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The U.S. Department of Energy (DOE) awarded the Go SOLAR Florida team a $1.575 million, two and a half year SunShot Initiative Rooftop Solar Challenge II competitive award in September, 2013. The purpose of the award is to increase the use of and access to grid-tied solar energy installations among the state’s residents and businesses by reducing market barriers, lowering non-hardware related installation costs and providing access to financing options.
Go SOLAR Florida partners have been working to reduce soft costs associated with rooftop photovoltaic (PV) solar system installation. One approach has been to develop a web-based, uniform source of structural and electrical design plans for use throughout Florida. This uniform solution is called the Solar Plans Design System (SPDS). This system will help decrease engineering design costs and the time required for design review, thus accelerating the permitting process.
While not yet finalized, you can check out the beta version of the SPDS and give us your feedback. Please realize this is a work in progress undergoing continuous improvement so that the final result will be a code compliant set of plans. Click on SPDS to see how it works. Send your feedback to firstname.lastname@example.org. A final version will be released soon, visit this Go SOLAR Florida website for updates.
The Interstate Renewable Energy Council (IREC) has announced its Be Solar Smart Checklist, which the organization says offers a step-by-step guide to help consumers through the complex process of going solar. It is part of a newly released consumer tool trio that also includes a Clean Energy Consumer Bill of Rights and a Consumer Resources link list.
If you’re a consumer considering solar energy, IREC’s Be Solar Smart Consumer Checklist walks you through getting solar panels on the roof and protecting the investment that puts them there. It offers a step-by-step guide to simplify the complicated. It gives you questions to ask and facts to consider to secure a safe installation and a fair deal.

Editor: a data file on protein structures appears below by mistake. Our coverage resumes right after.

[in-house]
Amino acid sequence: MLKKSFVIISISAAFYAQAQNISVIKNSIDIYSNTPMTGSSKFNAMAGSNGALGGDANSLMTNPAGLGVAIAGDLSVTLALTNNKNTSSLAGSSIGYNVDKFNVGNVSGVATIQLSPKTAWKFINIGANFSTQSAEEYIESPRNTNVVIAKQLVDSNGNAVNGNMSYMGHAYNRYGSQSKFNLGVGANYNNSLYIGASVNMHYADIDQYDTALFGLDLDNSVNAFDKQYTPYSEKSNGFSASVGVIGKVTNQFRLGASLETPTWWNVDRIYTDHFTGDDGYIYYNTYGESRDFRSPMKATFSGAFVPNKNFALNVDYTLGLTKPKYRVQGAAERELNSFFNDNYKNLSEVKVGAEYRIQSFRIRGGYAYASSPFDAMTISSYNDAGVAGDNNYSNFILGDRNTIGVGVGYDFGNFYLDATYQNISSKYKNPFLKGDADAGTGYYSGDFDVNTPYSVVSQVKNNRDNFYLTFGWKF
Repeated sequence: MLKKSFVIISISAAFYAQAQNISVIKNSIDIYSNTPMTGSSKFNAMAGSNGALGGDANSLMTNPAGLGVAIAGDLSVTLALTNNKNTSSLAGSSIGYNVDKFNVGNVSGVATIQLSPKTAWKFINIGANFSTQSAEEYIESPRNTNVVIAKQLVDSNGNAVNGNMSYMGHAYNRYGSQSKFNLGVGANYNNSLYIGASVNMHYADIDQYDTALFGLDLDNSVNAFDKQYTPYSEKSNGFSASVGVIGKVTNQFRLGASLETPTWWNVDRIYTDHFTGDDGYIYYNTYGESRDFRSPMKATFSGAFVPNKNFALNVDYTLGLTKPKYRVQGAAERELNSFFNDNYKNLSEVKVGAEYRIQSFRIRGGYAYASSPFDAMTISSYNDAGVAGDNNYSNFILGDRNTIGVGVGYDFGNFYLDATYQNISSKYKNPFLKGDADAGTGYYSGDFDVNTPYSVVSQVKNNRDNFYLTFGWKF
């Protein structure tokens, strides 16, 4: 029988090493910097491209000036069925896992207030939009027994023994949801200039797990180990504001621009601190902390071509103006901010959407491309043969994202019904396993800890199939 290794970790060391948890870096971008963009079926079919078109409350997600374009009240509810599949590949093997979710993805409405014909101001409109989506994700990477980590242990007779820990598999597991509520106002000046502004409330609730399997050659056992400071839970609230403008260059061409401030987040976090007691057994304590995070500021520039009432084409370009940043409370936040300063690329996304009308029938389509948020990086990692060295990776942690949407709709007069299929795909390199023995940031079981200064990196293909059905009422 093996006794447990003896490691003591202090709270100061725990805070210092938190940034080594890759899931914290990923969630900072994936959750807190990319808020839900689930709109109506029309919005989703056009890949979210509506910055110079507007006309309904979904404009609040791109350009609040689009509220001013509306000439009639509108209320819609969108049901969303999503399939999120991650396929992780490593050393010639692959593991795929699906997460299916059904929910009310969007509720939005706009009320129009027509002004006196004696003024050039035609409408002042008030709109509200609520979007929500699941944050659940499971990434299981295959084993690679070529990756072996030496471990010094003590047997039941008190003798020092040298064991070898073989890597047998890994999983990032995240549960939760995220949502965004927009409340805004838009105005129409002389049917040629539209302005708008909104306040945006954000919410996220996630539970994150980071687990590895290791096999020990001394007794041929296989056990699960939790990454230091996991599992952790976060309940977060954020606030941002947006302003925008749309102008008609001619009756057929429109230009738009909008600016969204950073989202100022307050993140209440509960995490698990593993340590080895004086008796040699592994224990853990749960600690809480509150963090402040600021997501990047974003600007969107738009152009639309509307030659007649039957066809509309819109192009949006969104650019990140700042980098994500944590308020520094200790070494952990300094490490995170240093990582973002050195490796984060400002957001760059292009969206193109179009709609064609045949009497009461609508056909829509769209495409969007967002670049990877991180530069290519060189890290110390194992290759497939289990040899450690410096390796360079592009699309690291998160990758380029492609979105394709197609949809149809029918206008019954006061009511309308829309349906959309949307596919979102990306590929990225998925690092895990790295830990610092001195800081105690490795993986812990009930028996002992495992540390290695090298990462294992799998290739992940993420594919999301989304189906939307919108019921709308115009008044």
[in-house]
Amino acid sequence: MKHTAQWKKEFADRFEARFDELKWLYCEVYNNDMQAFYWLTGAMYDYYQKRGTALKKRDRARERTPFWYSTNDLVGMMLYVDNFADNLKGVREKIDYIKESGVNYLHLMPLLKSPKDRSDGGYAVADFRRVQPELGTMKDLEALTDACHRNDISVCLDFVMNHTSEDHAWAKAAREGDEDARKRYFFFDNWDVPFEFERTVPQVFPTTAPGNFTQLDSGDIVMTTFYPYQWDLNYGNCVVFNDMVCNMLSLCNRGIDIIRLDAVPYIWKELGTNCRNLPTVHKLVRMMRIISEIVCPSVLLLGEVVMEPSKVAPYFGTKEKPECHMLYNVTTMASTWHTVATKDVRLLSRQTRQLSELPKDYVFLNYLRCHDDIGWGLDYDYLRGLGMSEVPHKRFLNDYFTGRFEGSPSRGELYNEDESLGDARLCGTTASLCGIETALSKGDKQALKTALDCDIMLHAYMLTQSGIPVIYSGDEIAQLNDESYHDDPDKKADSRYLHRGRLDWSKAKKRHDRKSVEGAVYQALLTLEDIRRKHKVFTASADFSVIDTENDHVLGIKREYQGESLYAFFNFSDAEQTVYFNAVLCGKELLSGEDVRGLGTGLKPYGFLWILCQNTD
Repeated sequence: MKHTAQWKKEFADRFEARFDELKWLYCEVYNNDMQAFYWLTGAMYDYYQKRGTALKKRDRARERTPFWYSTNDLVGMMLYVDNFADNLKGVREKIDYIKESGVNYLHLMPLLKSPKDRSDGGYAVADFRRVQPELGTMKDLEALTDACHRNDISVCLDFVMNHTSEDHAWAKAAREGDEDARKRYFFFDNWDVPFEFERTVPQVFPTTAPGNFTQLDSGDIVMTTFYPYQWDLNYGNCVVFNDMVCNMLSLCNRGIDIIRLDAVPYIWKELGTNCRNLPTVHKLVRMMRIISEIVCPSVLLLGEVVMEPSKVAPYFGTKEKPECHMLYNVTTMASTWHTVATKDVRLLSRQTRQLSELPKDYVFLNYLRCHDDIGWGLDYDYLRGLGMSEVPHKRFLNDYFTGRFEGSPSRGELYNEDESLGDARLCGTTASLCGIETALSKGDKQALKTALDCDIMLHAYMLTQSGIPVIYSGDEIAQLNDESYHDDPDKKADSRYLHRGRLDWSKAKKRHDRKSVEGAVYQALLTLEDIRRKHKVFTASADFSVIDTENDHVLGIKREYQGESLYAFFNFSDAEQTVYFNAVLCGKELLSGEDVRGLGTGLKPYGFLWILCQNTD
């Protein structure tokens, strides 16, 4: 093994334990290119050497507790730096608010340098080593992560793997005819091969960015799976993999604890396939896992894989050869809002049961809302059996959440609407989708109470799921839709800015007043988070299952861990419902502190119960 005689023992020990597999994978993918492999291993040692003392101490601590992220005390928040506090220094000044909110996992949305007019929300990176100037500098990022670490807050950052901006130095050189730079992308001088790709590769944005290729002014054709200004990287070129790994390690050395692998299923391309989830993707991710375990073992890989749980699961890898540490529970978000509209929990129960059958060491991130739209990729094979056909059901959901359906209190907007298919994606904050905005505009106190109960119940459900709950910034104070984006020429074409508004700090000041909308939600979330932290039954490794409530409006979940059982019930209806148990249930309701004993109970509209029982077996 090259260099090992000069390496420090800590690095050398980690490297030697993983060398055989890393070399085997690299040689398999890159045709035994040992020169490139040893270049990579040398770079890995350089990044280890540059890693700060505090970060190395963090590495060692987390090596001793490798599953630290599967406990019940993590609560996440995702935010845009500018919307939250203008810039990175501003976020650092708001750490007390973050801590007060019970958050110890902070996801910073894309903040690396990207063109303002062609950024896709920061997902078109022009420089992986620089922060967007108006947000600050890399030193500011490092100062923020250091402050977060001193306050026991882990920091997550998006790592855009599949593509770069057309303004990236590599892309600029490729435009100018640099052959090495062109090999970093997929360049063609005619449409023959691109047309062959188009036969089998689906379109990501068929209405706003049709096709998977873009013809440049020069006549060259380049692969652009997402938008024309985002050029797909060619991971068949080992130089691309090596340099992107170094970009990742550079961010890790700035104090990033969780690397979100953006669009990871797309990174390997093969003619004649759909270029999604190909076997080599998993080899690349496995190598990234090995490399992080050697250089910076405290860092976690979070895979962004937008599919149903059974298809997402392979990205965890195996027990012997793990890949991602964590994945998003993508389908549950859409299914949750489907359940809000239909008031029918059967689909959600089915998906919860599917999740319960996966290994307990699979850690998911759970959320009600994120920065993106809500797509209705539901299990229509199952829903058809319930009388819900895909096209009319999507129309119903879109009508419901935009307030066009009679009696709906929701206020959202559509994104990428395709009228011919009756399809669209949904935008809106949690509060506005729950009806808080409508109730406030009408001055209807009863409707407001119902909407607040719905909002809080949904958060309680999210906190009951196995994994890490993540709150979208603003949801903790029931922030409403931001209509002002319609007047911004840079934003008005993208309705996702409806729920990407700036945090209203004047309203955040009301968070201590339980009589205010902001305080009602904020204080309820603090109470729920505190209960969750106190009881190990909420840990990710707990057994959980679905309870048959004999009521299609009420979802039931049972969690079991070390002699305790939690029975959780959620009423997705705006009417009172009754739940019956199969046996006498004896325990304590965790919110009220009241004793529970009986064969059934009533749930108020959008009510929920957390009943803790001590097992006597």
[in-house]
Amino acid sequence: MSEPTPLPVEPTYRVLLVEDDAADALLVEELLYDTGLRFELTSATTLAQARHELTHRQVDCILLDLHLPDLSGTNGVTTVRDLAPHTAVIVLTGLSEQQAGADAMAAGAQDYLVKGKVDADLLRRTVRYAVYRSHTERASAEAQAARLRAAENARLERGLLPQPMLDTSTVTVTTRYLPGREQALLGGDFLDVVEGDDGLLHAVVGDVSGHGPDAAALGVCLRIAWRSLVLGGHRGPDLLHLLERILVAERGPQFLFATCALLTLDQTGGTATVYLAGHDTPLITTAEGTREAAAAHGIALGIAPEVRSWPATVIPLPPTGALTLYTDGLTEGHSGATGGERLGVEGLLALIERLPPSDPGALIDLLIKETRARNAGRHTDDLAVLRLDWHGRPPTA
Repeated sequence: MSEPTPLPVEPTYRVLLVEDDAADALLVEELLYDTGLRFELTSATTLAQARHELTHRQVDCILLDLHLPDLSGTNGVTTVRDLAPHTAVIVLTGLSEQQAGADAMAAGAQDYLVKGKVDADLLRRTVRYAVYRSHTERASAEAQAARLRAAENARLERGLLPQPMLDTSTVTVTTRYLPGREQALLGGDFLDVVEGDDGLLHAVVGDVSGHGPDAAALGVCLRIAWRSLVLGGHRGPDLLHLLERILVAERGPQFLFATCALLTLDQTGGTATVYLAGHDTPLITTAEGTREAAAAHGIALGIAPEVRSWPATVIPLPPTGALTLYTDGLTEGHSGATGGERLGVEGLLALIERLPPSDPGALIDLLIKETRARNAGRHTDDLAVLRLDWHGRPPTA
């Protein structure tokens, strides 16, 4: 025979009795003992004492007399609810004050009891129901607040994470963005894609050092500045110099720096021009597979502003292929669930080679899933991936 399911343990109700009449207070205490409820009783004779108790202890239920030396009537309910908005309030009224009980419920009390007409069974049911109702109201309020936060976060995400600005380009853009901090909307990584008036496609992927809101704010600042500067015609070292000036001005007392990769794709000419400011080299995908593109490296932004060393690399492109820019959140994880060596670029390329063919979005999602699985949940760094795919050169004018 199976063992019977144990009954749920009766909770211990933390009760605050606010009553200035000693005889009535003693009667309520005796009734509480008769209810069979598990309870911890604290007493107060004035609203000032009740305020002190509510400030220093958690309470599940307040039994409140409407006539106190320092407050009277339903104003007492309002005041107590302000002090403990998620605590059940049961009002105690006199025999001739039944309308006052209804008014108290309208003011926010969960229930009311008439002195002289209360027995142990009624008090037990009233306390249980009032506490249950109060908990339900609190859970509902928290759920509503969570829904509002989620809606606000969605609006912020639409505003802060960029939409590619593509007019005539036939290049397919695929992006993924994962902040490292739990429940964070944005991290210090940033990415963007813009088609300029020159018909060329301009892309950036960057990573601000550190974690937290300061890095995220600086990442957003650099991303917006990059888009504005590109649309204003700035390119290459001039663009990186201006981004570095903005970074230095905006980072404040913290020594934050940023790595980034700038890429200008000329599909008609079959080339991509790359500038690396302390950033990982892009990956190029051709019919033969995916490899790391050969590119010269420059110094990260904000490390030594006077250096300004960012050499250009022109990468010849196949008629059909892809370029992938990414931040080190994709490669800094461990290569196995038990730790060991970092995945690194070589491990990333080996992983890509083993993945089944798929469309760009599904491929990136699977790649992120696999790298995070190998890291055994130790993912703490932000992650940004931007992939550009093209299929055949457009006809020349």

IREC’s Clean Energy Consumer Bill of Rights to guide practices and protective measures we should all expect — regarding safety, warranties, contractual transparency, advertising and privacy.
Financing Strategies for Installing Solar Panels on Your Home or Business
A webinar was held on March 16, 2016 and sponsored by the US Department of Energy as part of their SunShot program and by Broward County to inform participants on tools available to finance installation of solar. The presentation is available here. For additional information, go to Go Solar Florida Calendar web page and select the date of 3-16-16.
Property Assessed Clean Energy (PACE) programs can be an effective financing tool for local governments to fund energy efficiency and storm hardening. It reduces major barriers in upfront costs for clean energy. PACE Programs can be funded through bonds, private capital, general revenue, and other sources. Property owners repay the debt on the bond in fixed payments as a “special assessment” that is part of the property tax bill.
Broward County Board of County Commissioners voted unanimously on October 8, 2013 to establish a commercial and residential Property Assessed Clean Energy (PACE) Program. The County received permission to engage vendors to administer the programs which will be available once Broward County enters into these agreements in about six months.
Broward County has taken significant steps towards establishing a PACE program, but it is not yet operational. The Broward County Commission directed staff to negotiate with two third-party administrators to offer PACE financing within the County. If PACE financing is approved by the Board of County Commissioners, property owners will be able to assess both administrators’ offerings and select the financing arrangement that suits them best.
In October 2014, the Florida Bankers Association filed a lawsuit asserting that the Florida Property Assessed Clean Energy Act unconstitutionally allows PACE special assessments to take priority over other property liens, such as mortgage loans. On October 22, 2015, the Florida Supreme Court decision could clear the way for PACE in Broward County.
On April 23 2015, the Florida Public Service Commission requested comments from all interested parties regarding enhancing development of solar technologies in Florida. The response from Alachua and Broward County is below.
Alachua - Broward County Solar PSC Comments (PDF-173KB)
This report seeks to explore and explain a variety of financing options for all levels of governments, as well as homeowners and businesses, but it focuses primarily on actions local governments can take under existing state and federal law. Although it is hoped that local governments, the Florida Legislature, homeowners, and businesses will choose to employ some of these strategies to expand solar PV energy in Florida, this Plan does not take a position on which options are best. More...
Broward County is working to increase rooftop solar photovoltaic installations throughout the State of Florida. Accordingly, Power Purchase Agreements and the retention of net metering are important issues within the state that may have an impact on solar in the future. This discussion may help you to understand this complicated issue.
Solar Talking Points
This Charter Document, a living document that will be revised as necessary to track program changes, provides a brief synopsis of the Go Solar – Florida project, identifies key players, and summarizes key partner responsibilities.